This information in this post is a bit beyond the normal New To Photography member which is why it has been placed in an appendix.
It is something you should consider as your photography skills progress.
We advised you to use JPEG (JPG) mode while working through the Learning Plan.
But at some point you should change to raw mode; and we don't mean being naked
BTW: raw is a word not an acronym; so even though its done a lot on the Web 'RAW' is incorrect and 'raw' is the correct way to write it.
Every time you squeeze the shutter, your camera takes a picture and saves it in a file.
The file format is either a high-quality JPEG or raw.
JPEG is a lossy format due to the compression algorithms used and that throws away the data that you can’t see in order to
give you smaller file sizes. Raw on the other hand is lossless.
Raw keeps every piece of data your camera captures; even if it is not required.
This results in larger file sizes, and slower time to copy to your memory card.
Raw files have to be converted by special software on your computer and processed in order to be suitable for print or web publishing.
Various brands of cameras have differing raw formats: Pentax = PEF, Nikon = NEF, Canon = CR2 etc.
There is also an industry standard called DNG from Adobe that my K20D and K-7 can use instead of PEF.
Some other brand cameras can also produce DNG.
The native raw files are often smaller then DNG format files.
[hide][top]Why should I use raw format?
There are pros and cons to using either raw or JPEG formats.
Many people choose to shoot in JPEG because it is a universal format that they can be taken right off the cameras and shared via email or published to the Internet.
Raw requires an additional processing step on a computer.
Raw images need to be processed in a program Lightroom or Adobe Camera RAW (Photoshop) or with the software supplied with your camera.
But the two main reasons to use raw are much more creative control (white balance) and more dynamic range (more data bits)! (and you are a control freak aren't you?
You are in control of what happens to your image.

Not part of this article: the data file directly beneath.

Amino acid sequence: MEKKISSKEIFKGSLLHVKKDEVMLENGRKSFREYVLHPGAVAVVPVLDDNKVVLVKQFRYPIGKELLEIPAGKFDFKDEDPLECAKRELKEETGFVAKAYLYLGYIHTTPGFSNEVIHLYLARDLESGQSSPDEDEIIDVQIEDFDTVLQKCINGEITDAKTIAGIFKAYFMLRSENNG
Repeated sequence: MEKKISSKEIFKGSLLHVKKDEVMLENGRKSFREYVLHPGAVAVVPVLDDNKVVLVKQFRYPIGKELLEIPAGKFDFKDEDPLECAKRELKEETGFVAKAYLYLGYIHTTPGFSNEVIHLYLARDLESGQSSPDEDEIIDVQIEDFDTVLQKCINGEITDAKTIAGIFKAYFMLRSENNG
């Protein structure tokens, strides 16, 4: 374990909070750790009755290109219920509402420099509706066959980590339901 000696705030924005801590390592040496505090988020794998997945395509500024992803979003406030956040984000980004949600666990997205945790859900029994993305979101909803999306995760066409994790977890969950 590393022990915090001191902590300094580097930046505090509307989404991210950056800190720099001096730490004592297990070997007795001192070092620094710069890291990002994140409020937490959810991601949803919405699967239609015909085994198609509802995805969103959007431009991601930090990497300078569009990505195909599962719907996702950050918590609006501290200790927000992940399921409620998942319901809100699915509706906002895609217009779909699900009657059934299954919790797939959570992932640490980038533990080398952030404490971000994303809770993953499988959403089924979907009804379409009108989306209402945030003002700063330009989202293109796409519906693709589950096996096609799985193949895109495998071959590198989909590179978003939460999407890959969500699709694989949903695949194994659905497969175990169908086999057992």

You control the white balance see: Whitebalance, and the #1 reason to use RAW
and a host of other controls over the image being loaded onto your computer.
The raw image file has more data to use (JPEG is an 8 bit format, raw is a 16 bit (usually 12 or 14 effective bits)).
You also have better control of colour space.
Colour Temperature http://en.wikipedia.org/wiki/Colour_temperature
(measured in Kelvins) is sometimes
used loosely to mean "white balance". In practice this means setting your camera so that pictures look natural when
taken under various lighting conditions. You can also obtain interesting effects by varying the colour temperature
setting on your digital camera. Most camera's have an automatic setting that sorts out colour temperature,
but often this automatic setting does not work well with some lighting such as tungsten lights; this is when you should use the manual setting.
Using raw mode and post processing using software like Lightroom and Photoshop lets you get better
control of the white balance, especially for low light work.
|40-Watt Incandescent Tungsten Lamp
|75-Watt Incandescent Tungsten Lamp
|100-Watt Incandescent Tungsten Lamp
|500-Watt Incandescent Tungsten Lamp
|Professional Tungsten Photo Lamp
|Color Photography Studio Tungsten Lamp
|Photoflood or Reflector Flood Lamp
|Daylight Blue Photoflood Lamp
|Daylight (Sunlight is the light of the sun only. Daylight combines sunlight and skylight.)
|Sunlight: Sunrise of Sunset
|Sunlight: One Hour After Sunrise
|Sunlight: Early Morning or Late Afternoon
|Average Summer Sunlight at Noon in the Mid-latitudes
|Direct Mid-Summer Sunlight
|Daylight Fluorescent Lamp
|Average Summer Sunlight (plus blue skylight)
|Light Summer Shade
|Average Summer Shade
|Summer Skylight (varies)
||9500 – 30,000
See: Rick's raw processing tutorial.
[hide][top]When should I start using raw mode?
We suggest you stay in JPEG mode for at least the first half of the learning plan.
So after you have got a good handle on both Av (aperture priority), Depth of Field and Tv (shutter priority) and are starting to
deal with ISO sensitivity is probably a reasonable time to start using raw. If you wait a bit longer it will be no harm and
in fact you may decide never or rarely to use raw - it is up to you.
Raw will give you more control in the Post Processing part of photography; but also a bit more work.
If you take indoor, night or other low light photographs that needs a change to the white balance
then you will need to either use raw mode or manually set the white balance in your camera.
The information in the following schematic diagram explains what is going on inside your camera when you take a photograph and the difference between raw and JPEG images.
The following image shows the primary light paths in a DSLR camera. THe above diagram shows what happens after the light is captured by the sensor.
Cross-section view of SLR system.
1 - Multi-element lens
2 - Reflex mirror
3 - Focal-plane shutter
4 - Sensor
5 - Matte focusing screen
6 - Condenser lens
7 - Pentaprism
8 - Eyepiece